Though Mattie, Dom and Tony had been in WITSEC in Texas, Dom had temporarily come out of hiding to arrange for Tony to work undercover with the Sacramento Police Department. Weeks before, Tony had just graduated from the local police academy, but despite missing Linda desperately, he’d had no intention of ever returning to Sacramento.

Then he’d heard about Rory Maverick’s death.

At one time Tony had been close to Rory—at least, as close as anyone could be to a street kid, which wasn’t very close at all. The boy had looked up to him and, despite knowing the kid smoked pot and ran drugs for Guapo, Tony, quite simply, had liked him. Had even started to steer him straight. Talk about college.

When Tony had stopped buying drugs from Guapo, he’d likewise cut off any contact he’d had with his associates, and that had included Rory. Again, before he’d moved to Texas, he’d often thought of tracking Rory down, but he hadn’t kidded himself. His qualifications as any kind of mentor hadn’t improved. Keeping off the drugs was a constant struggle for him and he’d barely been holding things together even before he’d lost Linda. Who was he to interfere in someone else’s life and tell him what to do?

Then, just when Tony was set to begin his career as a cop, he’d learned about Rory’s death.

And he’d known what he had to do.

He’d talked to Dom, who’d been working as a sheriff’s deputy. Dom had made some calls, not to anyone at the Sacramento P.D., but to a few friends of his with the FBI.

It turned out that despite his obvious inexperience, the FBI had been all for Tony going deep under cover in Sacramento, not only to bring down Guapo’s organization but to determine if there were any other corrupt cops in the police department. According to the FBI’s contacts,
someone
on the force was still dirty and they suspected someone in the courts was, too. Maybe even the D.A.’s office. It seemed to be the only explanation for how Guapo’s men were managing to elude capture or prosecution time and again.

Right now Tony was placing bets on Neil Christoffersen. But he also knew that was probably his jealousy guiding him more than anything else.

So far Tony hadn’t caught a whiff of corruption, certainly not from Yee. As far as the Sacramento P.D. was concerned, Yee, his partner, and their boss were the only ones besides Tony who knew he was working undercover and trying to shut down Guapo’s operation, but he only kept direct contact with Yee. Yee worked undercover, as well, except he was posing as a Rapture user and, like Tony, was trying to find out the identity of anyone with any connection to Rapture manufacturers, suppliers or dealers.

Tony had no clue what Yee thought about Guapo’s death or his participation in it. He hadn’t tried to contact him while he’d been in jail, but he was betting they’d had something to do with his grant of bail.

“Where are you?” Yee asked as soon as they were connected, which confirmed he knew Tony had gotten out.

Tony was standing across from Linda’s house. He wanted to make sure she’d gotten home all right and it appeared she had. Her car was in the driveway and even now he could see glimpses of her moving around inside. Of course he didn’t tell Yee that.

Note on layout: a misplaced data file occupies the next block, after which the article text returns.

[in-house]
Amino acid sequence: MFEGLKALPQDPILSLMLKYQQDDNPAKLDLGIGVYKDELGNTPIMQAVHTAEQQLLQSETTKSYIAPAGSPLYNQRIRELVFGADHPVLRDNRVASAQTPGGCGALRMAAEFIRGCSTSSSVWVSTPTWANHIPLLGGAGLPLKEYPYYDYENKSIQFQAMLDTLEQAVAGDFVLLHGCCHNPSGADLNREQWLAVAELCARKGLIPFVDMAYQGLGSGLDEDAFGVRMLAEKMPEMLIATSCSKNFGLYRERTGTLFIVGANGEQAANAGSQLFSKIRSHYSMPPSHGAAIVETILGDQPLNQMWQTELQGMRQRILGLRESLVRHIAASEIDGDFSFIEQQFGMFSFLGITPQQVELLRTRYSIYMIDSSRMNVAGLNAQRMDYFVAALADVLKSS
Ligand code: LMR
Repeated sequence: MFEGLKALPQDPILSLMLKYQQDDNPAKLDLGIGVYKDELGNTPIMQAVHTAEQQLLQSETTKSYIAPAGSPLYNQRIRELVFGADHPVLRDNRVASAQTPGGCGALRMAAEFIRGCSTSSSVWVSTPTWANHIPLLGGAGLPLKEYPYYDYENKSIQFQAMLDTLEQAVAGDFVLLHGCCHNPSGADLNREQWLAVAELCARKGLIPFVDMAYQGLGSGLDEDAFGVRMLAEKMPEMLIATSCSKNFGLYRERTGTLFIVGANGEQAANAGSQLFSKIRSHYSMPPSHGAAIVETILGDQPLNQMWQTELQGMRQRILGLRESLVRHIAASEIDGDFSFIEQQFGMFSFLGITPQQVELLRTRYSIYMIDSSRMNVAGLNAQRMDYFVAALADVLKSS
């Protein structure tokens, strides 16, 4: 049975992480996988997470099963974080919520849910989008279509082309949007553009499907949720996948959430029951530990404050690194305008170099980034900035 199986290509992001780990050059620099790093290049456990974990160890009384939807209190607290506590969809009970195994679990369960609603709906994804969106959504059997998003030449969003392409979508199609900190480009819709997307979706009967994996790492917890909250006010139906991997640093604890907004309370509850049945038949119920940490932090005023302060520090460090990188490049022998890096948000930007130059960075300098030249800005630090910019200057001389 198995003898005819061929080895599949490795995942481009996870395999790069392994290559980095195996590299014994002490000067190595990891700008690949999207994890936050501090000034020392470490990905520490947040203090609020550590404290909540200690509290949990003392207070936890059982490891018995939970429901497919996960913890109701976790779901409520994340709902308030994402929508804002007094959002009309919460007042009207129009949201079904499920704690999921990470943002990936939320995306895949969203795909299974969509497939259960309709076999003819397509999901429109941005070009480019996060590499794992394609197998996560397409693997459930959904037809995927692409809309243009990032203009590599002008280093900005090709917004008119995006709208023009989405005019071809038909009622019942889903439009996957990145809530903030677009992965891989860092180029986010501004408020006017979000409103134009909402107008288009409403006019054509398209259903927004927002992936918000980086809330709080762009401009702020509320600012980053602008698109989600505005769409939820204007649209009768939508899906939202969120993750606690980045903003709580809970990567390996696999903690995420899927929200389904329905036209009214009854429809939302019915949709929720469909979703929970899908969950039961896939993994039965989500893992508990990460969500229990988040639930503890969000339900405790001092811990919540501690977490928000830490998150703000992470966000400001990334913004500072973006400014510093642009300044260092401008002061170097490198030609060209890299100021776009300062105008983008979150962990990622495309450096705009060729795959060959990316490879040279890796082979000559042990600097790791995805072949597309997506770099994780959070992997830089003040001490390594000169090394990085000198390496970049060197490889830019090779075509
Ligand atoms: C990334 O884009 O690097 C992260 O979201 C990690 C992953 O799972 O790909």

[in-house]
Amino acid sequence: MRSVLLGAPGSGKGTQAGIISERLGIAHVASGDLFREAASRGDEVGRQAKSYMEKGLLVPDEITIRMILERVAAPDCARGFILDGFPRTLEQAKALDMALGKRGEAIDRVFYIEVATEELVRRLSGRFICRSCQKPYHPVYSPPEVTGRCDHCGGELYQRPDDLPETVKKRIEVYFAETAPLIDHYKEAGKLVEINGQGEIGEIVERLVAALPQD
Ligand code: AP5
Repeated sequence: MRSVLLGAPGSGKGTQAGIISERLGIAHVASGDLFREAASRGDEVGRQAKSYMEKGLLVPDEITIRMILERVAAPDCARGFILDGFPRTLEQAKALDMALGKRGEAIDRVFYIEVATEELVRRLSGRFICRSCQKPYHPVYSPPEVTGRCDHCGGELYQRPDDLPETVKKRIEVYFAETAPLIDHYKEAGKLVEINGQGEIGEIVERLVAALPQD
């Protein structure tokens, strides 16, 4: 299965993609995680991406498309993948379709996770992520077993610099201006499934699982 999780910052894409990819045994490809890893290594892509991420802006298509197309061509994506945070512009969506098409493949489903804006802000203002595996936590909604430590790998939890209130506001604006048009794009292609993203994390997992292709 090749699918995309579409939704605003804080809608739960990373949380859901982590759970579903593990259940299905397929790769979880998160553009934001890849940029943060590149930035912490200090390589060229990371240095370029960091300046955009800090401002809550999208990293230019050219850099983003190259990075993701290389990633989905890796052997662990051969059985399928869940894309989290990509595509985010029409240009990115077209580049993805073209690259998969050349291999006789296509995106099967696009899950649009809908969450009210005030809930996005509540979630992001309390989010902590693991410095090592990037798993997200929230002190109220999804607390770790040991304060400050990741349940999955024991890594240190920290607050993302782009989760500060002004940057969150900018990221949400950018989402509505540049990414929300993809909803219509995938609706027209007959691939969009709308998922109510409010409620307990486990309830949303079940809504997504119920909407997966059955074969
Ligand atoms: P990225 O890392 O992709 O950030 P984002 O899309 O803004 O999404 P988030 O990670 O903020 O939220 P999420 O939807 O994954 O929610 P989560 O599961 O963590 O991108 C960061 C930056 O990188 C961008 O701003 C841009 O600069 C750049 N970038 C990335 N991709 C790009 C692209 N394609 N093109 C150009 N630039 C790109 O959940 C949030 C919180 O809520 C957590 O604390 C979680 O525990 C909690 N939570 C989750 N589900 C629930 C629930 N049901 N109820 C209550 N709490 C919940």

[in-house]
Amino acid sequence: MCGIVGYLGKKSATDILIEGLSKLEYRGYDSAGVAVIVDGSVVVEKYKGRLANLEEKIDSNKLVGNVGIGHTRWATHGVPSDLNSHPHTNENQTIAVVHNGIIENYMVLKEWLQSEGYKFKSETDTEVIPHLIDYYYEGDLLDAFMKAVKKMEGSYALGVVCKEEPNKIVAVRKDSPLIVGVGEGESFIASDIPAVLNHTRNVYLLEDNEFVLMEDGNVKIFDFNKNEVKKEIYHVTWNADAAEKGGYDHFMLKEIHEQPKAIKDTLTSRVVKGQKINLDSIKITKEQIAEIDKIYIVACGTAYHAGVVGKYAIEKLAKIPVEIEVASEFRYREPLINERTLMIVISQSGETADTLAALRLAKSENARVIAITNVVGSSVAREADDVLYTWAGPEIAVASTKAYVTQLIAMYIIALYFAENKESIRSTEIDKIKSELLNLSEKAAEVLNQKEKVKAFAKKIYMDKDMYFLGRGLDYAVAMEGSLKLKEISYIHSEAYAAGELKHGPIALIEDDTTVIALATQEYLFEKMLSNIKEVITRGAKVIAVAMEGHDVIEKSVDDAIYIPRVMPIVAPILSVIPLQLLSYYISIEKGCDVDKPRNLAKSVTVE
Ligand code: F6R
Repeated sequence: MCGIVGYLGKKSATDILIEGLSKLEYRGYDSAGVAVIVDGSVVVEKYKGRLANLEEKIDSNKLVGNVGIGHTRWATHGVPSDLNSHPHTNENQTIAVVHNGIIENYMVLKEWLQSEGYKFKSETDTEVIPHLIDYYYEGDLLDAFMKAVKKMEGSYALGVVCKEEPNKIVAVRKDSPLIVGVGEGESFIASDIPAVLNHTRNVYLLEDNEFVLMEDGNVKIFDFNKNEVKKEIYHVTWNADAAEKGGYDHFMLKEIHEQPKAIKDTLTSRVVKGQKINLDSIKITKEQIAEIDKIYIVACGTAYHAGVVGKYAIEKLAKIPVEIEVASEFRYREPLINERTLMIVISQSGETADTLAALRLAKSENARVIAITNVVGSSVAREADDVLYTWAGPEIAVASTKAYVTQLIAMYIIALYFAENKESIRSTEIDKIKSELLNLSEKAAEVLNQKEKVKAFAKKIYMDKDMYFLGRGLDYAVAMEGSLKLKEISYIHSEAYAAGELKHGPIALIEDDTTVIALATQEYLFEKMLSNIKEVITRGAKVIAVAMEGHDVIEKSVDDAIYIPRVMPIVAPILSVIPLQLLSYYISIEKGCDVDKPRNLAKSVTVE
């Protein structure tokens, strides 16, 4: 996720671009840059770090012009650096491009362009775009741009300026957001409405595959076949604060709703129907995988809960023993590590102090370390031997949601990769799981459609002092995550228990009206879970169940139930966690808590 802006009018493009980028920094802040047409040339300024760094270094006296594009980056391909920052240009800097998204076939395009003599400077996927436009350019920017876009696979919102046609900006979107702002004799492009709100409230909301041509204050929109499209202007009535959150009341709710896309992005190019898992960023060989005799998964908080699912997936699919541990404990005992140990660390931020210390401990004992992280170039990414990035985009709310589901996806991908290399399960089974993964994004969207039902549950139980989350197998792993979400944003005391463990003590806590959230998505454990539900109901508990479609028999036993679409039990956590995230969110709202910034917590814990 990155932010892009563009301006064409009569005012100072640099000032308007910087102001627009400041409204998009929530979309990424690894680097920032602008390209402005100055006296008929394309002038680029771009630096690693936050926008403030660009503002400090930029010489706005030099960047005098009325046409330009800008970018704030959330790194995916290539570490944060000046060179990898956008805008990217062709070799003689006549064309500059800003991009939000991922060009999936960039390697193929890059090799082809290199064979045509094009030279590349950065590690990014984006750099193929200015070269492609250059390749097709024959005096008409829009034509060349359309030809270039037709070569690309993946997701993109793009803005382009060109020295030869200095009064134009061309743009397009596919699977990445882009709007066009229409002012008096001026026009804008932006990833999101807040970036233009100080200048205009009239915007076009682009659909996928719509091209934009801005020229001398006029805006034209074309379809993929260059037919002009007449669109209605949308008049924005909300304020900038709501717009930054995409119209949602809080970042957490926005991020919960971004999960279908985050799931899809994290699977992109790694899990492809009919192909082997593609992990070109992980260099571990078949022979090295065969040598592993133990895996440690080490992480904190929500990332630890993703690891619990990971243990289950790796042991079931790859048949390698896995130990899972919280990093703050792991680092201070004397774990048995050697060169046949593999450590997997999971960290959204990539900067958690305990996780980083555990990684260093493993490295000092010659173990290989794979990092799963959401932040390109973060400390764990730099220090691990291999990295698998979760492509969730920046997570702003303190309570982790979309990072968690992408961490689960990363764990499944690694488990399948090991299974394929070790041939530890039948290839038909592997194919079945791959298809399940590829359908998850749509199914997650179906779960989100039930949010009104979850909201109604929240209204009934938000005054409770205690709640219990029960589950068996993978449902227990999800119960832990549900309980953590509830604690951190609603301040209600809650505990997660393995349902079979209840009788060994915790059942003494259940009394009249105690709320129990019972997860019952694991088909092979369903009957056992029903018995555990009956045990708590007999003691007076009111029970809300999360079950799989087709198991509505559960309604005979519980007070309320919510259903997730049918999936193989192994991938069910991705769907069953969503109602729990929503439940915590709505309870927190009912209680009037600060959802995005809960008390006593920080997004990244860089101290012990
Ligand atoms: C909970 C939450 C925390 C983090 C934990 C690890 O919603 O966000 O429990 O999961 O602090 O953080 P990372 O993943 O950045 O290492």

“I’m staying at the house on Tortuga Boulevard.” He walked around, canvassing the streets, looking for signs that someone had followed Linda or posed any kind of threat to her.

“What happened with Guapo?”

“He came after me,” Tony simply said. “I did what I had to.”

Yee remained silent for several seconds, then said, “Word’s spread to the street. Even the small-time dealers have heard about it. They’re impressed. But they’re also wondering whether you’ll be able to supply them with the same drugs Guapo did. And if you’ll be upping the cost of playing. Any suppliers contact you yet?”

“I just got out of jail, Yee. I’m gonna have to work on reestablishing my contacts. But like you said, word’s spread. I’ll continue to make it known where potential business associates can find me. But right now I have something else I need to talk to you about,” he said.

The house next door to Linda’s had a twitchy curtain. Nosy neighbor. Good to know. If anyone suspicious showed up—anyone besides him, he thought—the neighbor would probably notice and likely call the police if there was trouble.

“Did you hear about the shooting at the courthouse earlier?”

Yee sighed. “Yeah. And I heard you saved some woman, too. You both okay?”

Not just any woman, he wanted to shout. Linda. But Yee didn’t know about their prior relationship, so he simply said, “Do you have any leads on whether it was one of Guapo’s men?”

“Not yet.”

“Do you know anything about a D.A. named Neil Christoffersen?”

“I’ve heard of him. He’s supposed to be a straight shooter. Why?”

For a second Yee’s use of the phrase
straight shooter
tickled Tony’s brain, as if a memory was trying to surface, but the sensation was quickly gone. “He made sure I got out on bail just in time for that drive-by to occur. If the shooters meant to take me down, he certainly had a part in making sure it could happen.”

“I’ll check him out. See if there’s any reason to think he’s the mole in the D.A.’s office we’ve been speculating about. But you said
if
they were meant to take you down? I’d say a bullet is pretty good evidence of their intentions. Why the equivocation?”

“Because I’m not sure I was actually the target. The woman who was with me? She’s a prosecutor. District Attorney Linda Delaney.”

Yee let out a low whistle. “The one vying to be a judge. The one that Guapo’s men attacked? Hell, you were probably both targets, then. Not smart, man. If anyone saw you save her...”

“I know. They’ll be more suspicious of me. And more likely to use her to get to me. That’s why I need you to protect her.”

“In case you didn’t know, we’re already a little busy over here. You don’t ask a lot, do you?”

He fought off a smile. He didn’t ask for much at all—not for him.